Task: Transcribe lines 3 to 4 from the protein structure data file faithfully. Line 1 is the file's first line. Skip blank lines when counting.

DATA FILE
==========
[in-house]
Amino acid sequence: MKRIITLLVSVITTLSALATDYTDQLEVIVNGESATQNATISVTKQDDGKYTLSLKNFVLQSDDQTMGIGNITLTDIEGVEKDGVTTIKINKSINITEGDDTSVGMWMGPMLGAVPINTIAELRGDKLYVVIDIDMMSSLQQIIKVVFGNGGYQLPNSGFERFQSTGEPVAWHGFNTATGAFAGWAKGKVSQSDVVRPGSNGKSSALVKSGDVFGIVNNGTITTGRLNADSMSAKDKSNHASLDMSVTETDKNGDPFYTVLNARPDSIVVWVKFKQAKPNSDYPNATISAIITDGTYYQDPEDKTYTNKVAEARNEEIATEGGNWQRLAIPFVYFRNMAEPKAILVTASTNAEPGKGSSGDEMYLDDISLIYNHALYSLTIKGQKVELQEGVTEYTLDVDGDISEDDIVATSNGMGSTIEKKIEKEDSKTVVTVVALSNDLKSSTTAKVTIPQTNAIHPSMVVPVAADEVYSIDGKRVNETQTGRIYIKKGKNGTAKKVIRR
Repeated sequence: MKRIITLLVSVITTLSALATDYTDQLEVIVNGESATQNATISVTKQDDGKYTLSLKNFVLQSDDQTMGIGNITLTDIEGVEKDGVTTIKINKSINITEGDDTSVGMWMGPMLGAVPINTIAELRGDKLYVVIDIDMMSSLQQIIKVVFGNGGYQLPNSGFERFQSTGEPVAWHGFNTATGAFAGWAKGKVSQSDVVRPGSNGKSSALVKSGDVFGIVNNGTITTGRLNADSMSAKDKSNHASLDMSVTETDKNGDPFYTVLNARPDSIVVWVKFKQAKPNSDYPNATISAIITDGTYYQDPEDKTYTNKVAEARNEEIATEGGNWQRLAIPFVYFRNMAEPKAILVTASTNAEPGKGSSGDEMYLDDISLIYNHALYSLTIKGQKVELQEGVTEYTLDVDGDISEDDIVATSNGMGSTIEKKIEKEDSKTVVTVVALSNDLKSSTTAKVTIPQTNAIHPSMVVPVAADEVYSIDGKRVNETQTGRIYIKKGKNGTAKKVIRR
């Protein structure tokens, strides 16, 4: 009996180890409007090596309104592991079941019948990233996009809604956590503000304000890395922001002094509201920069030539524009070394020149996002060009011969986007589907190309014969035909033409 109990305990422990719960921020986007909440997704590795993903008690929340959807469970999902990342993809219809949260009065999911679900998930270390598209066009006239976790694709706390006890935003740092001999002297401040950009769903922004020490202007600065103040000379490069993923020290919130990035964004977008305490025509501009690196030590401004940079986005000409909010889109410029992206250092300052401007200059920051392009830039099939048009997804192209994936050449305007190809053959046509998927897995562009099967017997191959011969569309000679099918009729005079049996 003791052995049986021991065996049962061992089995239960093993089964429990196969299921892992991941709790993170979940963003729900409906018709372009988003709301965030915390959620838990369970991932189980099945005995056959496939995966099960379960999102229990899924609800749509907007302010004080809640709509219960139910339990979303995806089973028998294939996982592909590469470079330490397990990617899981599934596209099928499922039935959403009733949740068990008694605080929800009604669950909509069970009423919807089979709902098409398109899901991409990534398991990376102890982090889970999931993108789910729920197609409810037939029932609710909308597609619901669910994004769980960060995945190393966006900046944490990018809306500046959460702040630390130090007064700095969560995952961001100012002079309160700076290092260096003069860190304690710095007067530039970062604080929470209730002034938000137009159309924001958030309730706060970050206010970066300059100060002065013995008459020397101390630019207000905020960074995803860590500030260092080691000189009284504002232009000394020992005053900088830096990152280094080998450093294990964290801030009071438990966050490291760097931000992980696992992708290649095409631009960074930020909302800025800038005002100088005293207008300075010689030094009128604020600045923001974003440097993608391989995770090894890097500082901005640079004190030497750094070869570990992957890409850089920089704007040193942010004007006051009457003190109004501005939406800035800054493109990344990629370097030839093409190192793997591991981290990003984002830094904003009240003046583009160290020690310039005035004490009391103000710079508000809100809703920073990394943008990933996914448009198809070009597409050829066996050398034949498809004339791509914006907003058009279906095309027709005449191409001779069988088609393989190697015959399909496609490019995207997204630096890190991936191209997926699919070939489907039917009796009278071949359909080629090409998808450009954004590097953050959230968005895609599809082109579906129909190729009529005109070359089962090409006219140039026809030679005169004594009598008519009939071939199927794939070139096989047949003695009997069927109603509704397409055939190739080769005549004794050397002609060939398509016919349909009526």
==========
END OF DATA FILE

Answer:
Repeated sequence: MKRIITLLVSVITTLSALATDYTDQLEVIVNGESATQNATISVTKQDDGKYTLSLKNFVLQSDDQTMGIGNITLTDIEGVEKDGVTTIKINKSINITEGDDTSVGMWMGPMLGAVPINTIAELRGDKLYVVIDIDMMSSLQQIIKVVFGNGGYQLPNSGFERFQSTGEPVAWHGFNTATGAFAGWAKGKVSQSDVVRPGSNGKSSALVKSGDVFGIVNNGTITTGRLNADSMSAKDKSNHASLDMSVTETDKNGDPFYTVLNARPDSIVVWVKFKQAKPNSDYPNATISAIITDGTYYQDPEDKTYTNKVAEARNEEIATEGGNWQRLAIPFVYFRNMAEPKAILVTASTNAEPGKGSSGDEMYLDDISLIYNHALYSLTIKGQKVELQEGVTEYTLDVDGDISEDDIVATSNGMGSTIEKKIEKEDSKTVVTVVALSNDLKSSTTAKVTIPQTNAIHPSMVVPVAADEVYSIDGKRVNETQTGRIYIKKGKNGTAKKVIRR
């Protein structure tokens, strides 16, 4: 009996180890409007090596309104592991079941019948990233996009809604956590503000304000890395922001002094509201920069030539524009070394020149996002060009011969986007589907190309014969035909033409 109990305990422990719960921020986007909440997704590795993903008690929340959807469970999902990342993809219809949260009065999911679900998930270390598209066009006239976790694709706390006890935003740092001999002297401040950009769903922004020490202007600065103040000379490069993923020290919130990035964004977008305490025509501009690196030590401004940079986005000409909010889109410029992206250092300052401007200059920051392009830039099939048009997804192209994936050449305007190809053959046509998927897995562009099967017997191959011969569309000679099918009729005079049996 003791052995049986021991065996049962061992089995239960093993089964429990196969299921892992991941709790993170979940963003729900409906018709372009988003709301965030915390959620838990369970991932189980099945005995056959496939995966099960379960999102229990899924609800749509907007302010004080809640709509219960139910339990979303995806089973028998294939996982592909590469470079330490397990990617899981599934596209099928499922039935959403009733949740068990008694605080929800009604669950909509069970009423919807089979709902098409398109899901991409990534398991990376102890982090889970999931993108789910729920197609409810037939029932609710909308597609619901669910994004769980960060995945190393966006900046944490990018809306500046959460702040630390130090007064700095969560995952961001100012002079309160700076290092260096003069860190304690710095007067530039970062604080929470209730002034938000137009159309924001958030309730706060970050206010970066300059100060002065013995008459020397101390630019207000905020960074995803860590500030260092080691000189009284504002232009000394020992005053900088830096990152280094080998450093294990964290801030009071438990966050490291760097931000992980696992992708290649095409631009960074930020909302800025800038005002100088005293207008300075010689030094009128604020600045923001974003440097993608391989995770090894890097500082901005640079004190030497750094070869570990992957890409850089920089704007040193942010004007006051009457003190109004501005939406800035800054493109990344990629370097030839093409190192793997591991981290990003984002830094904003009240003046583009160290020690310039005035004490009391103000710079508000809100809703920073990394943008990933996914448009198809070009597409050829066996050398034949498809004339791509914006907003058009279906095309027709005449191409001779069988088609393989190697015959399909496609490019995207997204630096890190991936191209997926699919070939489907039917009796009278071949359909080629090409998808450009954004590097953050959230968005895609599809082109579906129909190729009529005109070359089962090409006219140039026809030679005169004594009598008519009939071939199927794939070139096989047949003695009997069927109603509704397409055939190739080769005549004794050397002609060939398509016919349909009526």